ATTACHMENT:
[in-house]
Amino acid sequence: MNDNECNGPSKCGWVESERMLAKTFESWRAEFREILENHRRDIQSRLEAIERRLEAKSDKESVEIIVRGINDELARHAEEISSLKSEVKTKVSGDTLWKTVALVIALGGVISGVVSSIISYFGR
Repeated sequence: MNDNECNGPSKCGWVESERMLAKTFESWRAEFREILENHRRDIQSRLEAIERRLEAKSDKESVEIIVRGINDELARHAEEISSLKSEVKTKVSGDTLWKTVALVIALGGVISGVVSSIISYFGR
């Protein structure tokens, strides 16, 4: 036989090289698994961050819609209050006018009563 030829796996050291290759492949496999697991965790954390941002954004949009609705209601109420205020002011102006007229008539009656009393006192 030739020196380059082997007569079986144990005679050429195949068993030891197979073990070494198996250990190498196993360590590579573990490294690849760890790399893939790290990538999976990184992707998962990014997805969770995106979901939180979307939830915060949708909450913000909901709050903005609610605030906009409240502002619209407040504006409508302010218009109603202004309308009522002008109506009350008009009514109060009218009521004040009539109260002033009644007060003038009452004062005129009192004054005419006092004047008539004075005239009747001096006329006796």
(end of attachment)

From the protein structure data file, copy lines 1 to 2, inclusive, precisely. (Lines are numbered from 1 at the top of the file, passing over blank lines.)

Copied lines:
[in-house]
Amino acid sequence: MNDNECNGPSKCGWVESERMLAKTFESWRAEFREILENHRRDIQSRLEAIERRLEAKSDKESVEIIVRGINDELARHAEEISSLKSEVKTKVSGDTLWKTVALVIALGGVISGVVSSIISYFGR